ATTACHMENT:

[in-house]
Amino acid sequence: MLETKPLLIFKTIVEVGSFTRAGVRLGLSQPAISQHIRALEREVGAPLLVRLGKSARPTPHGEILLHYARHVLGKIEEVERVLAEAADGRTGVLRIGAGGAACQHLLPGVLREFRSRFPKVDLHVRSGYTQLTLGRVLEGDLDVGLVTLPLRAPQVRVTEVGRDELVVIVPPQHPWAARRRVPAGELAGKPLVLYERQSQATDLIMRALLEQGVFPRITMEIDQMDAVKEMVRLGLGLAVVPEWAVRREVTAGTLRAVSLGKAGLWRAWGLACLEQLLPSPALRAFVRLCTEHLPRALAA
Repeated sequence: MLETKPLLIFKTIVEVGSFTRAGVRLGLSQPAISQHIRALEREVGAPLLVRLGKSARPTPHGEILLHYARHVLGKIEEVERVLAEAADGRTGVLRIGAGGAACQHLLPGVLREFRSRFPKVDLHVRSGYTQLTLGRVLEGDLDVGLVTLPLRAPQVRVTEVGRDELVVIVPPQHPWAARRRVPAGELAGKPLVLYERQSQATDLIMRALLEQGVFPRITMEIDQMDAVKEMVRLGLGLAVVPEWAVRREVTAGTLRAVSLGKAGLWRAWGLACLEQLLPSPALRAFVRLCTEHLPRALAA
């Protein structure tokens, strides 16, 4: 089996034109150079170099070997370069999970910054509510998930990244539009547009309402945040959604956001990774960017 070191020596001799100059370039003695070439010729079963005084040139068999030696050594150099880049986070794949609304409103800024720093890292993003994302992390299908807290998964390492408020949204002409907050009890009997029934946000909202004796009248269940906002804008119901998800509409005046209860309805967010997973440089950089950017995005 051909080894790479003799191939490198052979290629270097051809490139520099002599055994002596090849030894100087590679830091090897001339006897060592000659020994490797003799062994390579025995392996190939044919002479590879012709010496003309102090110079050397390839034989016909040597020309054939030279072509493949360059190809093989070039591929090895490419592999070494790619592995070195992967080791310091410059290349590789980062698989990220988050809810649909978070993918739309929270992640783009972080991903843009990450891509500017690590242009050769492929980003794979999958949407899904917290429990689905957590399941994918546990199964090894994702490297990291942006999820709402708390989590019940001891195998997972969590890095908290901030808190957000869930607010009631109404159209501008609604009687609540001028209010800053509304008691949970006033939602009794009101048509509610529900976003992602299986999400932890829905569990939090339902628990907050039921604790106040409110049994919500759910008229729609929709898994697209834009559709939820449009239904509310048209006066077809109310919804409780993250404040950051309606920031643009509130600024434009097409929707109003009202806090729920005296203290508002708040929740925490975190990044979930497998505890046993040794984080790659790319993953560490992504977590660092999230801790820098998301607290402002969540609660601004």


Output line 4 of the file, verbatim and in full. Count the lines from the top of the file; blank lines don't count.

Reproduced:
């Protein structure tokens, strides 16, 4: 089996034109150079170099070997370069999970910054509510998930990244539009547009309402945040959604956001990774960017 070191020596001799100059370039003695070439010729079963005084040139068999030696050594150099880049986070794949609304409103800024720093890292993003994302992390299908807290998964390492408020949204002409907050009890009997029934946000909202004796009248269940906002804008119901998800509409005046209860309805967010997973440089950089950017995005 051909080894790479003799191939490198052979290629270097051809490139520099002599055994002596090849030894100087590679830091090897001339006897060592000659020994490797003799062994390579025995392996190939044919002479590879012709010496003309102090110079050397390839034989016909040597020309054939030279072509493949360059190809093989070039591929090895490419592999070494790619592995070195992967080791310091410059290349590789980062698989990220988050809810649909978070993918739309929270992640783009972080991903843009990450891509500017690590242009050769492929980003794979999958949407899904917290429990689905957590399941994918546990199964090894994702490297990291942006999820709402708390989590019940001891195998997972969590890095908290901030808190957000869930607010009631109404159209501008609604009687609540001028209010800053509304008691949970006033939602009794009101048509509610529900976003992602299986999400932890829905569990939090339902628990907050039921604790106040409110049994919500759910008229729609929709898994697209834009559709939820449009239904509310048209006066077809109310919804409780993250404040950051309606920031643009509130600024434009097409929707109003009202806090729920005296203290508002708040929740925490975190990044979930497998505890046993040794984080790659790319993953560490992504977590660092999230801790820098998301607290402002969540609660601004």